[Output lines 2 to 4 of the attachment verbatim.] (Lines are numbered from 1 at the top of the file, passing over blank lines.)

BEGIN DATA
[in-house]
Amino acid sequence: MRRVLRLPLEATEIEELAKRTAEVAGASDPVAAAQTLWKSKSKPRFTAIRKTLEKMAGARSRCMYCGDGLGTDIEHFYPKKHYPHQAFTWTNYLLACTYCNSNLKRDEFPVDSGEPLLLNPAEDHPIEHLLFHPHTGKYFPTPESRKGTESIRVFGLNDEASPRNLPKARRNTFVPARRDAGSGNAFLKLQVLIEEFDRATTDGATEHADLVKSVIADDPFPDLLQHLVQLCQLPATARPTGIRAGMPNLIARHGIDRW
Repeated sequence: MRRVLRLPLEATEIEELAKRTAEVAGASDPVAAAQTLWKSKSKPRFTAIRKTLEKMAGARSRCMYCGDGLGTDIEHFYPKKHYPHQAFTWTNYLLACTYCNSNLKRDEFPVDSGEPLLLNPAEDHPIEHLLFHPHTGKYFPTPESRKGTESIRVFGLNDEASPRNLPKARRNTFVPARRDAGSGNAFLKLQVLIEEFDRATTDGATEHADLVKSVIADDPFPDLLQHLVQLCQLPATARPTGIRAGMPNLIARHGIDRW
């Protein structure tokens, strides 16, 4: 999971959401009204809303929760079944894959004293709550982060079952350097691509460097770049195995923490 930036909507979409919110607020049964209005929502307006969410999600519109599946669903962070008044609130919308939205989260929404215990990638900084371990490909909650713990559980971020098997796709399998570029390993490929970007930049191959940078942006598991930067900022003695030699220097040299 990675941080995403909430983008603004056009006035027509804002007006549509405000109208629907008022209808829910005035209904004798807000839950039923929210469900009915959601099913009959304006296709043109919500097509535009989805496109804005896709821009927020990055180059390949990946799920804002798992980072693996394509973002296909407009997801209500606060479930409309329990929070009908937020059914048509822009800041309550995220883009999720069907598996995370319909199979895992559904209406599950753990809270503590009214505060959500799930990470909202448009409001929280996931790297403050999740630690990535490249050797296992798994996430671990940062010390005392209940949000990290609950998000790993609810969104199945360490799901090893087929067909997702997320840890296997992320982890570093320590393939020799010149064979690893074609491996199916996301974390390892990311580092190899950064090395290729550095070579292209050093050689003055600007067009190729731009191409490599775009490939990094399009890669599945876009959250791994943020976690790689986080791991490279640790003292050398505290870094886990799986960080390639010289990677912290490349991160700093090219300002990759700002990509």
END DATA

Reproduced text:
Amino acid sequence: MRRVLRLPLEATEIEELAKRTAEVAGASDPVAAAQTLWKSKSKPRFTAIRKTLEKMAGARSRCMYCGDGLGTDIEHFYPKKHYPHQAFTWTNYLLACTYCNSNLKRDEFPVDSGEPLLLNPAEDHPIEHLLFHPHTGKYFPTPESRKGTESIRVFGLNDEASPRNLPKARRNTFVPARRDAGSGNAFLKLQVLIEEFDRATTDGATEHADLVKSVIADDPFPDLLQHLVQLCQLPATARPTGIRAGMPNLIARHGIDRW
Repeated sequence: MRRVLRLPLEATEIEELAKRTAEVAGASDPVAAAQTLWKSKSKPRFTAIRKTLEKMAGARSRCMYCGDGLGTDIEHFYPKKHYPHQAFTWTNYLLACTYCNSNLKRDEFPVDSGEPLLLNPAEDHPIEHLLFHPHTGKYFPTPESRKGTESIRVFGLNDEASPRNLPKARRNTFVPARRDAGSGNAFLKLQVLIEEFDRATTDGATEHADLVKSVIADDPFPDLLQHLVQLCQLPATARPTGIRAGMPNLIARHGIDRW
């Protein structure tokens, strides 16, 4: 999971959401009204809303929760079944894959004293709550982060079952350097691509460097770049195995923490 930036909507979409919110607020049964209005929502307006969410999600519109599946669903962070008044609130919308939205989260929404215990990638900084371990490909909650713990559980971020098997796709399998570029390993490929970007930049191959940078942006598991930067900022003695030699220097040299 990675941080995403909430983008603004056009006035027509804002007006549509405000109208629907008022209808829910005035209904004798807000839950039923929210469900009915959601099913009959304006296709043109919500097509535009989805496109804005896709821009927020990055180059390949990946799920804002798992980072693996394509973002296909407009997801209500606060479930409309329990929070009908937020059914048509822009800041309550995220883009999720069907598996995370319909199979895992559904209406599950753990809270503590009214505060959500799930990470909202448009409001929280996931790297403050999740630690990535490249050797296992798994996430671990940062010390005392209940949000990290609950998000790993609810969104199945360490799901090893087929067909997702997320840890296997992320982890570093320590393939020799010149064979690893074609491996199916996301974390390892990311580092190899950064090395290729550095070579292209050093050689003055600007067009190729731009191409490599775009490939990094399009890669599945876009959250791994943020976690790689986080791991490279640790003292050398505290870094886990799986960080390639010289990677912290490349991160700093090219300002990759700002990509």